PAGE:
• Trends in colon and rectal cancer incidence in Australia from 1982 to 2014: Analysis of data on over 375,000 cases’ is a study by led by Cancer Council NSW researchers published in Cancer Epidemiology, Biomarkers & Prevention.
  • In Australia, colorectal cancer (CRC), also referred to as bowel cancer, estimated to be the third most commonly diagnosed cancer overall in 2018, with estimated all-age incidence rates of 67.3 per 100,000 in males and 49.4 per 100,000 in females. Incidence of CRC in people under 50 years of age is rising in a number of high-income countries according to the latest evidence.
  • The study assessed colon and rectal cancer incidence trends in people aged 20+ in Australia from 1982 to 2014. There were 375,008 CRC cases diagnosed, including 248,162 colon and 126,846 rectal cancer cases. Approximately 7 per cent (17,859 cases) and 9 per cent (11,457 cases) of colon and rectal cancer cases, respectively, were in people under 50 years of age. The annual percentage change (APC) was quantified in rates by age group using Joinpoint regression.
  • At-risk levels of these behaviours have reportedly increased at the same time as the observed increases in CRC in those under 50 years of age, and these phenomena could be linked.
  • Bowel cancer screening can lead to reduced bowel cancer incidence, as well as mortality, through the early detection of both precancerous conditions and cancer. The Australian National Bowel Cancer Screening Program (NBCSP) is currently at an advanced stage of a phased implementation process. As of 2019, all those aged 50-74 will be invited to participate biennially in screening, with 2015-16 biennial participation rates approximately 40 per cent.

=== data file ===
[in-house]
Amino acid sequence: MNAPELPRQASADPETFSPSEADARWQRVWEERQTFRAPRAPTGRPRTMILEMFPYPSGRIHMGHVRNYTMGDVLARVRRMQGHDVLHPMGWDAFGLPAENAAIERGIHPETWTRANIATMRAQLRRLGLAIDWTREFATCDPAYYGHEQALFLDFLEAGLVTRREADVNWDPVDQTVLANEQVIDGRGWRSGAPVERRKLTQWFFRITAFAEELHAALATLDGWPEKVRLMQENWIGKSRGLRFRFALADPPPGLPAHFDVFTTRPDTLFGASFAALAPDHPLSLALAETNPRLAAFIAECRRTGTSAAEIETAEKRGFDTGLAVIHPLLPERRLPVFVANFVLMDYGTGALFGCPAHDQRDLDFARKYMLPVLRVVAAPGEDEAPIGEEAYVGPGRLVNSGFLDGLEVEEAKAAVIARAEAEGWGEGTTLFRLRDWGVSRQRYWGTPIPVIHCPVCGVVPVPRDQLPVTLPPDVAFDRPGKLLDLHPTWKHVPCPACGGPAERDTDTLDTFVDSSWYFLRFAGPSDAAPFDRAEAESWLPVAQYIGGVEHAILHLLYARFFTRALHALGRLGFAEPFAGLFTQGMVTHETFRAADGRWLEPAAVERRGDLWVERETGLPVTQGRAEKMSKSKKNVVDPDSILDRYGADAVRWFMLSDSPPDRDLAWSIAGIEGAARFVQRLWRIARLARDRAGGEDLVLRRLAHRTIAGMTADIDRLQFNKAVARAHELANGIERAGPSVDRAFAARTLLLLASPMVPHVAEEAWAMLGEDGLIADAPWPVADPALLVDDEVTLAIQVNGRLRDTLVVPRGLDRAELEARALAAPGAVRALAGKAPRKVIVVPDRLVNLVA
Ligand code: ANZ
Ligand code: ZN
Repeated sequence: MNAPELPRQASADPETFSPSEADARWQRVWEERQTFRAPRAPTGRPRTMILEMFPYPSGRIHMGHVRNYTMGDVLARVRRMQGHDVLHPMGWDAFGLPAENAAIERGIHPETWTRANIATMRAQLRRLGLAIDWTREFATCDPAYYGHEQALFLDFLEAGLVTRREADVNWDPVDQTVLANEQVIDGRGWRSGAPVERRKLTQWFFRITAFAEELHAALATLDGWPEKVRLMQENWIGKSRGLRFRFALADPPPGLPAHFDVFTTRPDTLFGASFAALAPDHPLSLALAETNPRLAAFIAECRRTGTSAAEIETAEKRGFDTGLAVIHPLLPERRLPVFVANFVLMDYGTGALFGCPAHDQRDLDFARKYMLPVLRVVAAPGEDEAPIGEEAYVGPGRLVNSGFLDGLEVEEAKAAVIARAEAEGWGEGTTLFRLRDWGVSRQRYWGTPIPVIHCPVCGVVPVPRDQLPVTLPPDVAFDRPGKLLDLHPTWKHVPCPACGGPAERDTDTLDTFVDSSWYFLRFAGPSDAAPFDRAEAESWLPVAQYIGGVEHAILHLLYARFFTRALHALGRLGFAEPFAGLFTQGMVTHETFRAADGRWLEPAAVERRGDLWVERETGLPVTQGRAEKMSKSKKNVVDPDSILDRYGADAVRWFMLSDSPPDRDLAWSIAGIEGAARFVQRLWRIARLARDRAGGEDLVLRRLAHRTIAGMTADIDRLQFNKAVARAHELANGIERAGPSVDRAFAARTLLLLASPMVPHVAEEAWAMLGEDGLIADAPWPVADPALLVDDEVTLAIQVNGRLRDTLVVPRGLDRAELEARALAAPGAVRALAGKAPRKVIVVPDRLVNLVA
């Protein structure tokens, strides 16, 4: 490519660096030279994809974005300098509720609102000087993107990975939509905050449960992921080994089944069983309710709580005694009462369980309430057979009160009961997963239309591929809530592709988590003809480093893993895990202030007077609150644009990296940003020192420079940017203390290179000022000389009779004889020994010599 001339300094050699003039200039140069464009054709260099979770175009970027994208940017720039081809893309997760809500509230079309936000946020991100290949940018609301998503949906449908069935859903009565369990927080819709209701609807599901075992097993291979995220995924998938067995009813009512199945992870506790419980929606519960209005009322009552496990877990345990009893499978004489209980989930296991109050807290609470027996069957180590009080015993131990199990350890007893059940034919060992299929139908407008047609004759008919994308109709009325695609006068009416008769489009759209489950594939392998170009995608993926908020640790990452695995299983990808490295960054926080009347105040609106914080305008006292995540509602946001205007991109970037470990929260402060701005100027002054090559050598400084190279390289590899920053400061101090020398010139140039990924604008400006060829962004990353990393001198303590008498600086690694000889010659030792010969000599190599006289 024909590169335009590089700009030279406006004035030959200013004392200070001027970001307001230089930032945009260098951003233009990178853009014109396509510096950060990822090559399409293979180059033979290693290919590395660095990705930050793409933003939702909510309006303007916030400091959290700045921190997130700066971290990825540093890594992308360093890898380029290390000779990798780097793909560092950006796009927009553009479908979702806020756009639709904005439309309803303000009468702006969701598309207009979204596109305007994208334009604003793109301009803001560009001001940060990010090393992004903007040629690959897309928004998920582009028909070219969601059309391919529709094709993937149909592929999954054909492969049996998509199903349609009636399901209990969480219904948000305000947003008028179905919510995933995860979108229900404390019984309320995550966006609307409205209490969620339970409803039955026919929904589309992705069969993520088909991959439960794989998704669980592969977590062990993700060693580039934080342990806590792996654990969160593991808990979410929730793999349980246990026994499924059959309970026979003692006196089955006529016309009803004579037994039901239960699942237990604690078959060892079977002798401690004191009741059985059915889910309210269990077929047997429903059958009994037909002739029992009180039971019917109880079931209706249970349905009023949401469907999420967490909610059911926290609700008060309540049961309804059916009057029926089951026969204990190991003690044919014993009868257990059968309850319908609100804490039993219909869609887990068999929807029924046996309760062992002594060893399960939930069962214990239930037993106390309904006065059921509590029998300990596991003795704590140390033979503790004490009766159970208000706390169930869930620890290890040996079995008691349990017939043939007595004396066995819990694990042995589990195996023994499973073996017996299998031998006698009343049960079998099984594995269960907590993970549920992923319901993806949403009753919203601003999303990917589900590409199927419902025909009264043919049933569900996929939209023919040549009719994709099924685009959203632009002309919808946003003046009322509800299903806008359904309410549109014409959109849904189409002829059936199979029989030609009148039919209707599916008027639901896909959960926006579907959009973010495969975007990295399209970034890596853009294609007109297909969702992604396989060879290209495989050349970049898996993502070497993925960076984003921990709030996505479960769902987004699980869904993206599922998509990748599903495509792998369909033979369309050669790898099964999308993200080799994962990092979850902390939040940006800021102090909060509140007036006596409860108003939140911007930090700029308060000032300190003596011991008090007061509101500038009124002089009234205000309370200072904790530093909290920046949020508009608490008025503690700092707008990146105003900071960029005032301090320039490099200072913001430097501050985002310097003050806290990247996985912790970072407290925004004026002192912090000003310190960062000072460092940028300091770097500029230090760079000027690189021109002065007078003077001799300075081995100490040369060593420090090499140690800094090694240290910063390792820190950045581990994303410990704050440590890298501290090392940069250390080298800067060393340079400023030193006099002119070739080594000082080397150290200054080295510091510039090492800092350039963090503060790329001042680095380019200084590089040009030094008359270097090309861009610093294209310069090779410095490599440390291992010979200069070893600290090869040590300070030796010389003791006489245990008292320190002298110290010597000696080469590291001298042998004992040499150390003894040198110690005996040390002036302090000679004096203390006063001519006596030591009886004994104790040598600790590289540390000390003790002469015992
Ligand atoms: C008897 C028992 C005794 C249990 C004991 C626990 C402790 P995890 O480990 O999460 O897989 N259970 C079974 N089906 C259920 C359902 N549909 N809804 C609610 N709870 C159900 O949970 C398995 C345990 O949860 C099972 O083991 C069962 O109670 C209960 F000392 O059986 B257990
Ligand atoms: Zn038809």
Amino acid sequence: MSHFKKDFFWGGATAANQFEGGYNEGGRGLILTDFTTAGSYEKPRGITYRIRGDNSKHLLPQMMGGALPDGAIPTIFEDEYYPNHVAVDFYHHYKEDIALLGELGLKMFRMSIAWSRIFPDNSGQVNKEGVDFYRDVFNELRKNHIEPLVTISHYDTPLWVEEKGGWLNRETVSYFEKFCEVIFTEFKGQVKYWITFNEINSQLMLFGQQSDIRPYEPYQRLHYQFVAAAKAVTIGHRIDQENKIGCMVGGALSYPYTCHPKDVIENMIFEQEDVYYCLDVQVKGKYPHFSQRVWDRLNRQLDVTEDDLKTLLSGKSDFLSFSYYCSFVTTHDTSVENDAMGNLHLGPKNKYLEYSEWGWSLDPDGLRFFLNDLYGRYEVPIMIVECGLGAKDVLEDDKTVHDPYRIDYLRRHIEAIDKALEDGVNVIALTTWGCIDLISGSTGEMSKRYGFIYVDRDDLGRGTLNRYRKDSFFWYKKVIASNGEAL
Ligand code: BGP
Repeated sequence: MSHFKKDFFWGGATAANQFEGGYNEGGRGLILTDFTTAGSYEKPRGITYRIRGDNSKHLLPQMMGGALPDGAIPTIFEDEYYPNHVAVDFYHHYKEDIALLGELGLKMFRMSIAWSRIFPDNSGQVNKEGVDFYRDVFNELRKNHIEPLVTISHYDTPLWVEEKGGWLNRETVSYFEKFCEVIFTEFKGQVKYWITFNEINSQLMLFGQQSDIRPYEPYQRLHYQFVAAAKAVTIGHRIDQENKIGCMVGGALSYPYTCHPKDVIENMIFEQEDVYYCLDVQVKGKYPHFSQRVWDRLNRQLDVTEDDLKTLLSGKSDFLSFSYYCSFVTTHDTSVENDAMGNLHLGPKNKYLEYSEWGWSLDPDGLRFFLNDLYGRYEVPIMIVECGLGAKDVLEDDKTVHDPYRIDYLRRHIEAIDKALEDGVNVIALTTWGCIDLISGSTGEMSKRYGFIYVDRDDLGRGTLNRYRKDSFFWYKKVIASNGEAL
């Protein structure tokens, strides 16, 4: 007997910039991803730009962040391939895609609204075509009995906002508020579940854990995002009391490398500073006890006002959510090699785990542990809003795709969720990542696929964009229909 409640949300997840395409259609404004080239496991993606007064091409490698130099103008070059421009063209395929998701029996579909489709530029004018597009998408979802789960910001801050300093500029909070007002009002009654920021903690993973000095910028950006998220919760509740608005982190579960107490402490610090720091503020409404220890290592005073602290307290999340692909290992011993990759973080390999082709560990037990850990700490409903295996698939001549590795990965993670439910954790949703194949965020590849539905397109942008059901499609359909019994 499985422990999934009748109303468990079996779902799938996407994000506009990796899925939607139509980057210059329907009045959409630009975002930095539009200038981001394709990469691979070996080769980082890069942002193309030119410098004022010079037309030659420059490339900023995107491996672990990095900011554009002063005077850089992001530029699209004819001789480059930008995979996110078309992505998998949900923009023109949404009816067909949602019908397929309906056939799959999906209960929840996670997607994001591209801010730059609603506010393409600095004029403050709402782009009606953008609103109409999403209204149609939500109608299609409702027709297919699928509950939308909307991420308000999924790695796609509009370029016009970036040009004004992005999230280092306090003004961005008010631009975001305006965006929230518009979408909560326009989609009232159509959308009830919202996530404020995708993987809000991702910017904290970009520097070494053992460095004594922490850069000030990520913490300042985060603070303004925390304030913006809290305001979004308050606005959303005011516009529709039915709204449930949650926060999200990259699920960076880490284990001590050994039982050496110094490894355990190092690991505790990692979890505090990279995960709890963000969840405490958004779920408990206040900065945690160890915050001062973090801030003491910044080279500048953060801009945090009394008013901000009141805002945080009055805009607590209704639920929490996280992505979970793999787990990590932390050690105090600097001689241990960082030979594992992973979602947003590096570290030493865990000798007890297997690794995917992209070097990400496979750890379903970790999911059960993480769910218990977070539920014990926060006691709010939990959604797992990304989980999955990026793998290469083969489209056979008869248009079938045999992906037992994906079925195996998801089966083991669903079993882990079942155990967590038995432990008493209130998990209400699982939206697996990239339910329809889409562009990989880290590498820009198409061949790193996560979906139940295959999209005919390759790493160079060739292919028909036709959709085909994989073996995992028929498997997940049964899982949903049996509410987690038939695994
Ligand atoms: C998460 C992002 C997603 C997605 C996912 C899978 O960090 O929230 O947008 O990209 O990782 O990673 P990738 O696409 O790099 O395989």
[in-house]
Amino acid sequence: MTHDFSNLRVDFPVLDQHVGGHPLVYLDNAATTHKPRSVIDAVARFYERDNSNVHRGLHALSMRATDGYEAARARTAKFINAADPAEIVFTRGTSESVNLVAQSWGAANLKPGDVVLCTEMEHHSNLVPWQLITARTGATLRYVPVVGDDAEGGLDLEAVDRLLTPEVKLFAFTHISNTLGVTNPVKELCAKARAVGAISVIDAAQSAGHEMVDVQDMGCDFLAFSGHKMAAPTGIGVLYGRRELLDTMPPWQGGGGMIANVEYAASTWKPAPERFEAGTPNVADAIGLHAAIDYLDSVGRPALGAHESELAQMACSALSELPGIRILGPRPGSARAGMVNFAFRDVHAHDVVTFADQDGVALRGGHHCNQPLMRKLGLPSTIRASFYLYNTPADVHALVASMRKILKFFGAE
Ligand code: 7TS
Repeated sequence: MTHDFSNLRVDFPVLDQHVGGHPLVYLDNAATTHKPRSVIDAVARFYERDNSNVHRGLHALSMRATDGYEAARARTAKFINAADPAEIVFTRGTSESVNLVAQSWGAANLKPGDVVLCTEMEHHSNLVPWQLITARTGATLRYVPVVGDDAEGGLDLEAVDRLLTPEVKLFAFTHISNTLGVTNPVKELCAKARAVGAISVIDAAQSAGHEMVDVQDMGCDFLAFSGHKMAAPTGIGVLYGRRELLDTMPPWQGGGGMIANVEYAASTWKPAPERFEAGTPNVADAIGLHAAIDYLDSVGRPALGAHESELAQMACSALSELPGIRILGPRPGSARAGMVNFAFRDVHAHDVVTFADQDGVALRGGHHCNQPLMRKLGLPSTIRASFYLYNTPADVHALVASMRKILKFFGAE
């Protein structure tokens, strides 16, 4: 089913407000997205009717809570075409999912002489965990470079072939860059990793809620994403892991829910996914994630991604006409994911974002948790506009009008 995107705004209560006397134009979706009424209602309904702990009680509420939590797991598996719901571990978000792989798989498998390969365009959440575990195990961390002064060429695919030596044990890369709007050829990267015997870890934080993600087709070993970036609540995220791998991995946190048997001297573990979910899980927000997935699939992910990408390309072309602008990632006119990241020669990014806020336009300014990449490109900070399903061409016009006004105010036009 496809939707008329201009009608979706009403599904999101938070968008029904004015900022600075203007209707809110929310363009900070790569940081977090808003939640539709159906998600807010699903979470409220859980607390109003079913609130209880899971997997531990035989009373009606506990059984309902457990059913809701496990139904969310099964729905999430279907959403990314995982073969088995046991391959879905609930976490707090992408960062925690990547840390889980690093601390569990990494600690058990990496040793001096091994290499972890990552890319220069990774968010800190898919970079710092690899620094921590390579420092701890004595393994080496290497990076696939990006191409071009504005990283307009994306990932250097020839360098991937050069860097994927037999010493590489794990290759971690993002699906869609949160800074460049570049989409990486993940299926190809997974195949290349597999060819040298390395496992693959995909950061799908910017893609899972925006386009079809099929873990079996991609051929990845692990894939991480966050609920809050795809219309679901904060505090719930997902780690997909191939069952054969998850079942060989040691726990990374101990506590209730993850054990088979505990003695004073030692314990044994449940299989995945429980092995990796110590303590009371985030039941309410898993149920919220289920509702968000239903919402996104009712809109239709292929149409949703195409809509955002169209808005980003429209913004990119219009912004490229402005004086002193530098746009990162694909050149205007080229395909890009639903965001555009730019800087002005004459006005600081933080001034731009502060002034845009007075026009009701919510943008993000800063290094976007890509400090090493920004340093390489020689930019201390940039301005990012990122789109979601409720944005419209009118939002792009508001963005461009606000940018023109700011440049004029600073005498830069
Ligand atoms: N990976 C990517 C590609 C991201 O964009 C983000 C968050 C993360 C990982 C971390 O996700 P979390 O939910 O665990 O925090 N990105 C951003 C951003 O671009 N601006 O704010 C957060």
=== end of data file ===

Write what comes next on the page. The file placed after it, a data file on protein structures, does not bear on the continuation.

About the NBCSP age extension study

  • Benefits, harms and cost-effectiveness of potential age-extensions to the National Bowel Cancer Screening Program in Australia’ is a study by led by Cancer Council NSW researchers published in Cancer Epidemiology, Biomarkers & Prevention.
  • The study was performed to underpin the 2017 review of Clinical Practice Guidelines for the Prevention, Early Detection and Management of Colorectal Cancer, which recommends that the age range for organised population bowel screening should continue to be 50–74 years.
  • Before this study, there was no systematic evaluation of the trade-off of benefits to harms of screening at different ages in Australia.
  • The aim of the current study was to evaluate the incremental health benefits, harms, costs and resource utilisation of extending the age of screening to people in their forties, and to people in their late seventies and early eighties, and to compare this with the current program involving screening in those aged 50 to 74 years.
  • Extending screening to people outside of the current range would be associated with a large increase in number of colonoscopies required (3-36 per cent increase if screening start age was lowered, and 9-53 per cent increase if the screening cessation age was increased).
  • Only the current program and screening at 45 to 74 years were found to be cost-effective under all screening adherence assumptions, but starting screening at 45 years would increase colonoscopy demand by 3-14 per cent and be associated with 55-170 additional colonoscopies per additional death prevented over the lifetime of a cohort compared to the current program.

Published: 04 Feb 2019